"Fireside Miscellany: A Collection of Irish Memories, Meanderings and History”, takes the reader from the era of the horse and cart, up to the present day.

“Lonely I wander through scenes of my childhood

They bring back to memory those happy days of yore

Gone are the old folk the house stands deserted,

No light at the window, no welcome at the door”

 After a long absence, I obeyed that inner voice and stopped outside the old house, with the intention of only temporary glance.

Here and there, gaping holes had appeared as loose slates had slid free and lay in pieces on the ground. The old and frail house seemed to be eyeing its long-lost occupant and inviting me inside with its strange, appealing and vacant stare. I followed its lure and attempted to unlatch the narrow lawn gate but found it rusted firmly shut. Undeterred, I forced a path through the briars that had enfolded the narrow style.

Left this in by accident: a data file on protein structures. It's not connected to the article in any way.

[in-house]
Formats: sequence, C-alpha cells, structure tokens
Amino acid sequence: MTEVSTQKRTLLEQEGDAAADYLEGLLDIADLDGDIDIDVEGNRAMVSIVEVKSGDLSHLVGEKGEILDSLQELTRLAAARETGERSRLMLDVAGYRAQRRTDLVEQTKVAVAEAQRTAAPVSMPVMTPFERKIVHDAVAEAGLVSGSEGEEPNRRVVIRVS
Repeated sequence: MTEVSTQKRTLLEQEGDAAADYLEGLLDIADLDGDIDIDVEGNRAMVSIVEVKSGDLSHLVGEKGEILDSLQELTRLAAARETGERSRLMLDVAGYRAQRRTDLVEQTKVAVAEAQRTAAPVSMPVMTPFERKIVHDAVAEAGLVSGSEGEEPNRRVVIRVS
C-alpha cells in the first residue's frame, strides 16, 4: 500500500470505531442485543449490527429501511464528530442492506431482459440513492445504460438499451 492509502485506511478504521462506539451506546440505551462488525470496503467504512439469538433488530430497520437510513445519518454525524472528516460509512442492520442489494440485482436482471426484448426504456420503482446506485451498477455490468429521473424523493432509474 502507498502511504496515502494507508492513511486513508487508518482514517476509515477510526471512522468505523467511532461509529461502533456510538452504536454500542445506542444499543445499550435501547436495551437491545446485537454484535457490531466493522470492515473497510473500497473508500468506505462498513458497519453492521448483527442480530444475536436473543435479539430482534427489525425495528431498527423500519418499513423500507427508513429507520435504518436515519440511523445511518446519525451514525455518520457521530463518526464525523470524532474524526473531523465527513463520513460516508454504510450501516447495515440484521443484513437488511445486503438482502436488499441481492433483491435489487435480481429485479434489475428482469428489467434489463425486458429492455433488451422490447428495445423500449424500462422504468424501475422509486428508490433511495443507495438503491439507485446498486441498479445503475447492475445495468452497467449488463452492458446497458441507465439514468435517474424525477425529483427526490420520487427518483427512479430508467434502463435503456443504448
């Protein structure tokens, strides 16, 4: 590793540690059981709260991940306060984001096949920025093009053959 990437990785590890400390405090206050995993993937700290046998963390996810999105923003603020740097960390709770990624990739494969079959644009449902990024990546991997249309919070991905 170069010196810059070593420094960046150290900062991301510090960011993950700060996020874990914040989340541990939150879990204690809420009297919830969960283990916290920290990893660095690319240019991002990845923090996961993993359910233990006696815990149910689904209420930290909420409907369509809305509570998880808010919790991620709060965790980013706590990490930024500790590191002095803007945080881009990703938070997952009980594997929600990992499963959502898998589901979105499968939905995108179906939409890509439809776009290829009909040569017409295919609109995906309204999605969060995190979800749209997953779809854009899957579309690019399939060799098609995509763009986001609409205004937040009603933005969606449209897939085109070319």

The deep matted vegetation underfoot formed a cushion across the hidden concrete pathway and led me to the front door. I twisted the knob and pushed, but the heavy wooden door refused to budge. I hopped over the sidewall into what, for many years, was our very productive vegetable garden, where I toiled many a day tending to the crops.

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Wandering round to the back, I was hoping to peek through the window into the once stately quarter that had served as our ‘good room’. Not alone was the frame and glass now absent but a huge jagged opening had been gorged out from roof to ground to create a way for the entry of an old grey Ferguson tractor now housed inside. It was parked center stage taking the place where, for many years, our elegant drop leaf oak table held prominence. I found it hard to believe that this indignity had befallen our precious sitting room.

In my younger days this room was out of bounds to us children, apart from certain short-lived exceptions, such as 'Station Morning' when the neighbors would gather in to hear Mass and take breakfast there afterwards, (this was in the era that required fasting from the previous midnight).This parlor was also kept sacred for special family visitors who arrived from England or the occasional Yank who might grace our dwelling, and would be quickly ushered within this sacristy to avoid the sight of other less-decorated quarters.